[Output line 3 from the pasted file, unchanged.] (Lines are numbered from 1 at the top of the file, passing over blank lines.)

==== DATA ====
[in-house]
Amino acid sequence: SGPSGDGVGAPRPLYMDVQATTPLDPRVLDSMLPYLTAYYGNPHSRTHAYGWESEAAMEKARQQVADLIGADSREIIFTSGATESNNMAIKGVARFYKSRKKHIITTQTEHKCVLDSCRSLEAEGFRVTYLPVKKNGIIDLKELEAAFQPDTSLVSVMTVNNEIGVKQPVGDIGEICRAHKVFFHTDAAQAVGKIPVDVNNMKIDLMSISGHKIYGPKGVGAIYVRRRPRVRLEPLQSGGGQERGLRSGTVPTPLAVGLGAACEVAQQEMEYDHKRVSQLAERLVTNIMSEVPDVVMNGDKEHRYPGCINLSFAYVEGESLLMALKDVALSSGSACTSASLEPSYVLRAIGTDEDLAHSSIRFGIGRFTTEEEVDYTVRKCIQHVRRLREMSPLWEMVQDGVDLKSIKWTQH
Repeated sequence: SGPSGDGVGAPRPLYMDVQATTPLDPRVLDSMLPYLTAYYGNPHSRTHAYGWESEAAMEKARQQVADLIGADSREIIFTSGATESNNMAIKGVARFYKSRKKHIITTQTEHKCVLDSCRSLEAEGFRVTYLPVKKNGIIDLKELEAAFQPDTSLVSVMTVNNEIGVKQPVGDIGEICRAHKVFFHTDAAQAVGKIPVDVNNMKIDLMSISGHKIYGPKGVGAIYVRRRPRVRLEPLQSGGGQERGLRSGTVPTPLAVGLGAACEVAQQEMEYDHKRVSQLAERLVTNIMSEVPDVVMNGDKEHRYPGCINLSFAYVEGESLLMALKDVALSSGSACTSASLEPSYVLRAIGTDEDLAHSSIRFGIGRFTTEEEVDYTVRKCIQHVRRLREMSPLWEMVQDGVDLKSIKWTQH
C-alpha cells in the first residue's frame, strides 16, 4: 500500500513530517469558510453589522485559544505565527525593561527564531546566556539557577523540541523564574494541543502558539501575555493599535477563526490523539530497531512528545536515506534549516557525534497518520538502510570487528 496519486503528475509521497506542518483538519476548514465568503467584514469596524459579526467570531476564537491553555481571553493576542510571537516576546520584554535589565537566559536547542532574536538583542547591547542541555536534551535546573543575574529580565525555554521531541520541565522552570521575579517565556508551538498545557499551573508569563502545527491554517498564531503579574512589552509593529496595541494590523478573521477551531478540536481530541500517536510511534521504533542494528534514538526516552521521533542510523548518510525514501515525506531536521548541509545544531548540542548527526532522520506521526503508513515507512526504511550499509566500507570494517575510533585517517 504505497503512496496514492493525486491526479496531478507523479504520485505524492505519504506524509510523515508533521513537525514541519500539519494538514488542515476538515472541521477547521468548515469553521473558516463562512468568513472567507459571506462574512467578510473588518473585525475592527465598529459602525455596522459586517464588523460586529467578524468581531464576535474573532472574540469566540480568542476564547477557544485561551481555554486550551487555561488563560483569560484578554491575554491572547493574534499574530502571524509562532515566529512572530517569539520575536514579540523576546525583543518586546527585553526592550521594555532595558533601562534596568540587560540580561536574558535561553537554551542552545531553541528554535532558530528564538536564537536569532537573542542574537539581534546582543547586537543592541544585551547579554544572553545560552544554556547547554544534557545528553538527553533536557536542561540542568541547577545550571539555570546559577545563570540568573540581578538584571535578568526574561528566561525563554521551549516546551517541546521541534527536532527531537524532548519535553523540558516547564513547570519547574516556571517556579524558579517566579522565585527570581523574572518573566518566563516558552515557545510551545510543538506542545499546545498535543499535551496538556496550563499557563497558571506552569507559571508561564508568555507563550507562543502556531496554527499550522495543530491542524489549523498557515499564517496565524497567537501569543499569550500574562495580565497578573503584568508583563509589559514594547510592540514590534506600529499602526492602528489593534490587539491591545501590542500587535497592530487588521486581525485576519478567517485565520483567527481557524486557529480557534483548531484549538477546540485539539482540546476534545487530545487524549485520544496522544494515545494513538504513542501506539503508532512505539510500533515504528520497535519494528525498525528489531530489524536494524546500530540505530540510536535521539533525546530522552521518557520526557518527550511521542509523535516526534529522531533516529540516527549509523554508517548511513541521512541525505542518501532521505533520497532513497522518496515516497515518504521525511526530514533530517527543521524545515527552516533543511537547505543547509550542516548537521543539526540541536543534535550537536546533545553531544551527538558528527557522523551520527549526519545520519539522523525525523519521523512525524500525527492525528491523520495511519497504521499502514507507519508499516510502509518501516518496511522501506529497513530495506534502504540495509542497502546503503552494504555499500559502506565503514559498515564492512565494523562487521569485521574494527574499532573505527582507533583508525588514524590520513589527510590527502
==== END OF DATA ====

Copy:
Repeated sequence: SGPSGDGVGAPRPLYMDVQATTPLDPRVLDSMLPYLTAYYGNPHSRTHAYGWESEAAMEKARQQVADLIGADSREIIFTSGATESNNMAIKGVARFYKSRKKHIITTQTEHKCVLDSCRSLEAEGFRVTYLPVKKNGIIDLKELEAAFQPDTSLVSVMTVNNEIGVKQPVGDIGEICRAHKVFFHTDAAQAVGKIPVDVNNMKIDLMSISGHKIYGPKGVGAIYVRRRPRVRLEPLQSGGGQERGLRSGTVPTPLAVGLGAACEVAQQEMEYDHKRVSQLAERLVTNIMSEVPDVVMNGDKEHRYPGCINLSFAYVEGESLLMALKDVALSSGSACTSASLEPSYVLRAIGTDEDLAHSSIRFGIGRFTTEEEVDYTVRKCIQHVRRLREMSPLWEMVQDGVDLKSIKWTQH